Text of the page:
Having used banks to refinance government securities on favorable monetary terms, they can not afford raising their rates, which would complicate public debt refinancing by the banking sector; especially as restrictive monetary policies would cause a sharp steepening of the yield curve, a rise of government bonds rates and thus a sharp depreciation of financial institutions bond portfolios (even if those unrealized losses will not directly affect income statement of banks under IFRS, this would weaken their real solvency and rekindle fears of a systemic crisis) ... Like the Japanese central bank who could never raise its rate from 1996-1997, our Western central banks are forced to follow the same path.

4 / Changes in investor behavior
Risk aversion is durable and changes investors perception of so-called risky assets; this phenomenon feeds a structural situation of flying to supposedly - wrongly or rightly - quality or non-risky asset (now the U.S. government bonds, UK and Eurozone core).

5 / developments related to prudential regulations
Basel 3 for banks and Solvency 2 for insurance, will make capital scarcer and more expensive for companies. Beyond necessary recapitalisations to strengthen balance sheet liabilities, care must be taken at the balance sheet to save equity by focussing on investments with low capital consumption ( government securities of best rated countries )

Long-term rates will not rise on short term also because of pure macroeconomics reasons

And then there are still some laws of traditional macroeconomics that reinforce our views.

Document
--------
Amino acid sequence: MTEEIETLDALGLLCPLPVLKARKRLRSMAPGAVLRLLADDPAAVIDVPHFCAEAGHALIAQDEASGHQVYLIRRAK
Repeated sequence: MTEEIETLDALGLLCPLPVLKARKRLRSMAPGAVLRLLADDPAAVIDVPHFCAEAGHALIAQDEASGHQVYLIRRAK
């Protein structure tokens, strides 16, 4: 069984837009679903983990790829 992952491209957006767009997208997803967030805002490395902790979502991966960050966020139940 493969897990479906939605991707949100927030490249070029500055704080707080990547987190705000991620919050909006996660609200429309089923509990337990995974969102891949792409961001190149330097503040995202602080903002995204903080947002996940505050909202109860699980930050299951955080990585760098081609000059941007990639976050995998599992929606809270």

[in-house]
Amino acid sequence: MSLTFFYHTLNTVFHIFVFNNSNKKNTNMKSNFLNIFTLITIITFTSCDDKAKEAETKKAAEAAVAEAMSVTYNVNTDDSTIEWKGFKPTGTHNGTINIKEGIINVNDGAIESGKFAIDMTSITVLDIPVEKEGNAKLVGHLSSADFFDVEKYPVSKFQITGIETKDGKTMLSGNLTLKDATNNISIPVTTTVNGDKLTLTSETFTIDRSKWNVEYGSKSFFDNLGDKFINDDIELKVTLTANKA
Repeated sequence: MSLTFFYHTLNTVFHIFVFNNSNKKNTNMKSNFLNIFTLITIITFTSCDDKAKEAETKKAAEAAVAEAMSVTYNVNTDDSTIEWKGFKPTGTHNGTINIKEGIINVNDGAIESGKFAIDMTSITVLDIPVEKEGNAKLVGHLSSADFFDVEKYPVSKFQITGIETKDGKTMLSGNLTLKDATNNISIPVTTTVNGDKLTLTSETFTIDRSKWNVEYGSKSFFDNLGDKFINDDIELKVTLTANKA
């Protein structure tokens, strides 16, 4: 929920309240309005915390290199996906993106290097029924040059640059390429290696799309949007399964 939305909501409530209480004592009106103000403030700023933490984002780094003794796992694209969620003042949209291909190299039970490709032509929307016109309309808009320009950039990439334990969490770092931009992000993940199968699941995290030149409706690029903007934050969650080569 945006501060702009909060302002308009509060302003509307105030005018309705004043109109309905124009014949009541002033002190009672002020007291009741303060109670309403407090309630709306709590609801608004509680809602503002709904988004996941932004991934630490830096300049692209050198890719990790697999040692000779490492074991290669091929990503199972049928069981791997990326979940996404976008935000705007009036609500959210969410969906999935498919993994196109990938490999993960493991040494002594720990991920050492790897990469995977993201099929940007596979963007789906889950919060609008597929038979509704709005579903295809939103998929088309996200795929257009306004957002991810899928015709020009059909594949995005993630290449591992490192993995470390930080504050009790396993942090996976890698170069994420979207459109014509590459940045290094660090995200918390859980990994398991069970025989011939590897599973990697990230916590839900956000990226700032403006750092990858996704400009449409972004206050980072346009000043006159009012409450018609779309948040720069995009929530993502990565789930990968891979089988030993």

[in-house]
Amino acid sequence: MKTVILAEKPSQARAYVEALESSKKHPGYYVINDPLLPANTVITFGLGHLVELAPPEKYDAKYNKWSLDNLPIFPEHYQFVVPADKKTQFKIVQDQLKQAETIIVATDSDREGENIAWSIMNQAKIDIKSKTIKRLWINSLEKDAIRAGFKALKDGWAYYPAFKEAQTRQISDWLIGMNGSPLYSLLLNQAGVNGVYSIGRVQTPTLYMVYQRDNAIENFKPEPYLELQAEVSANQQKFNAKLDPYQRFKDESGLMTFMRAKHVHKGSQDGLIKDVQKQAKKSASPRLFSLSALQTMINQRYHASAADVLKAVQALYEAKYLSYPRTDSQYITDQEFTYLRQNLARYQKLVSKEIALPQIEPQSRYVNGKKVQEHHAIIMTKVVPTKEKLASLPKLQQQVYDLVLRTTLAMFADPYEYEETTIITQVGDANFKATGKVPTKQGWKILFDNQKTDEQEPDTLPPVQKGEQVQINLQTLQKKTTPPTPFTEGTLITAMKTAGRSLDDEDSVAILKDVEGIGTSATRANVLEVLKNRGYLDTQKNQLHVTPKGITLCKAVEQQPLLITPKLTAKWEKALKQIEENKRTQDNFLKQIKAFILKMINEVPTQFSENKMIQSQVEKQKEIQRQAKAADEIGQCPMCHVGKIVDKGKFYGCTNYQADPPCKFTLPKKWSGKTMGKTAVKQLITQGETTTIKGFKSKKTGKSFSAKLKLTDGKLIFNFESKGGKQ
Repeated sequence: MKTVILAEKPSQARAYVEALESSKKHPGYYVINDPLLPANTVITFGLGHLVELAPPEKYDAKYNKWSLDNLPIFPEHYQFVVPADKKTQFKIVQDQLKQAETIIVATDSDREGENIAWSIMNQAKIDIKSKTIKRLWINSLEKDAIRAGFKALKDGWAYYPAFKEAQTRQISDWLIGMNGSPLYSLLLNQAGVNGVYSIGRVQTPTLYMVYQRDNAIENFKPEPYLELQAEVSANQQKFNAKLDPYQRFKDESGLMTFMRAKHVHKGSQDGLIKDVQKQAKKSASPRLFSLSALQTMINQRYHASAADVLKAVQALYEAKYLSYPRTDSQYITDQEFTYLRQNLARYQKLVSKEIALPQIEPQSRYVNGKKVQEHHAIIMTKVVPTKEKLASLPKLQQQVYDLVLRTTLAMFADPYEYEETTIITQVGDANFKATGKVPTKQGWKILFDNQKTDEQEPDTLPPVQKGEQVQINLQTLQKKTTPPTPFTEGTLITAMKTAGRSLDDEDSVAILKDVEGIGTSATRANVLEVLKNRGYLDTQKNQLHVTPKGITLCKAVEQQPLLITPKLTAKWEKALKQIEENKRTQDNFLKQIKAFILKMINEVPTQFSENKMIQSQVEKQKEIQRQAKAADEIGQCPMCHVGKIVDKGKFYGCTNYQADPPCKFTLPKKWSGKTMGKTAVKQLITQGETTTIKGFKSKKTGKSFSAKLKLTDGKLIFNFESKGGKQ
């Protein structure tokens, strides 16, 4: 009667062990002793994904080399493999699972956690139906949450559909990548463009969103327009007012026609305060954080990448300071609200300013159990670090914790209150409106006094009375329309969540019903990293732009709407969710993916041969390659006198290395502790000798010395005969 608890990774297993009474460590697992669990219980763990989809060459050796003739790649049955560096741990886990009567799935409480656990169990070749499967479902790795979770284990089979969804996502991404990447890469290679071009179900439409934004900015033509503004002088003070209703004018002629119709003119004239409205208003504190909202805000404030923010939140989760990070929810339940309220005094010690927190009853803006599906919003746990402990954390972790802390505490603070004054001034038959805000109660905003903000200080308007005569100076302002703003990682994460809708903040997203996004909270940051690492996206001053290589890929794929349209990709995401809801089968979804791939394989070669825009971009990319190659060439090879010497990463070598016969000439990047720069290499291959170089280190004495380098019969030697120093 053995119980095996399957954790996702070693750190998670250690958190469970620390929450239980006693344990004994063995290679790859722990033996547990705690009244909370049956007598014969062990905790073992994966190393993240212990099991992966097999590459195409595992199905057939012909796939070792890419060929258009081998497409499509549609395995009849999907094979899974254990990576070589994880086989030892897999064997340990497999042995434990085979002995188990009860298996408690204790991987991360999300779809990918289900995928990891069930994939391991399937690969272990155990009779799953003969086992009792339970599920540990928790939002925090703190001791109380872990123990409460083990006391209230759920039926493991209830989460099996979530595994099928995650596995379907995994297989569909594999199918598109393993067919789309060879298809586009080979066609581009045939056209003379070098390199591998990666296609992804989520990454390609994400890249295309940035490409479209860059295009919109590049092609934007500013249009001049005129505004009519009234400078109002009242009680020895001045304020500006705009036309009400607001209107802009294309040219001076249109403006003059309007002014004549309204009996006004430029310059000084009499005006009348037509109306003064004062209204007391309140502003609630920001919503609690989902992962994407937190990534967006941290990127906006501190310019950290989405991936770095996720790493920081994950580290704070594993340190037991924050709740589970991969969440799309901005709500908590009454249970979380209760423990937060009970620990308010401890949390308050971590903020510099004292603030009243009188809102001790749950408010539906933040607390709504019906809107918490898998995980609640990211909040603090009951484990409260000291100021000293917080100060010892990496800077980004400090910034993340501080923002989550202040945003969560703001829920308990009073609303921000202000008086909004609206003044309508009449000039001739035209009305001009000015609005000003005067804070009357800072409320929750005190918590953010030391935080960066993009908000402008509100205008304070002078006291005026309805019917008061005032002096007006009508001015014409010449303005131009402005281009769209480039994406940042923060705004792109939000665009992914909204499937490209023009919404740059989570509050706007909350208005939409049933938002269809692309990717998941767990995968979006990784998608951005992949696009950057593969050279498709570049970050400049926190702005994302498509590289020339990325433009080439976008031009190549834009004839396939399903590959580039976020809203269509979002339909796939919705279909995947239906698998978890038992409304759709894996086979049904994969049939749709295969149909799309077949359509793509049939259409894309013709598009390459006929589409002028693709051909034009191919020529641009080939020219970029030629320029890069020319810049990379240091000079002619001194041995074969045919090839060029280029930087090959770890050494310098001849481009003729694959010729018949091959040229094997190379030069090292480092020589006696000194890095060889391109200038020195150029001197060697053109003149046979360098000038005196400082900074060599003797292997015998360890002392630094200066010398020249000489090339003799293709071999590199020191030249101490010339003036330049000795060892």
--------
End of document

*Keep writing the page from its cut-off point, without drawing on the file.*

All economics students have learned that excess savings over investment leads mechanically to a sustainable pressure to cut rate (a little wink to the IS-LM curves of John Maynard Keynes).

Yet, as strange as it may seem, the world as a whole is in excess savings. How is this possible since we have been reading and hearing everywhere that the states and households are over-indebted? Well there are 3 types of players that drive the rise of the world saving.

- Savings rates remain extremely high in Asian emerging countries, Japan and oil producing countries. At the risk of shocking, it is almost as worrying as the opposite situation of savings deficit we have in Europe and US (after all this means that these emerging countries are developing poorly and do not invest in adequate development infrastructure and social protection system, favoring a financial logic of no-revaluation of their currencies by buying government securities denominated in USD, GBP or EUR... Until when? It is the whole problem of the balance of international capital flows that is here posed).

- The household saving rate also rises in the U.S. (from 1% to 6% of household income in 2 years), in Europe (from 14 to 16% of income), and Japan as well (due to fear of unemployment and debt paydown).

- Finally, companies (everywhere in the United States, Europe, Japan) are making huge profits with a share of value added which continues to emphasize the shareholders at the expense of wage-earner (if profit is essential, it must smartly be reinvested economically and socially)

We are in an economically absurd situation of excess savings with low investments in large corporate (self-financing rate exceeds 100% in many countries; although the trauma of the closure of bond market access in fall 2008 is still in many corporates mind, in no way it justifies accumulation of profits not reinvested and saved ...)

What could lead a rise of long-term rates ??

Today the management of a bank’s balance sheet is complicated. We know that the two major interest rate risks to handle are: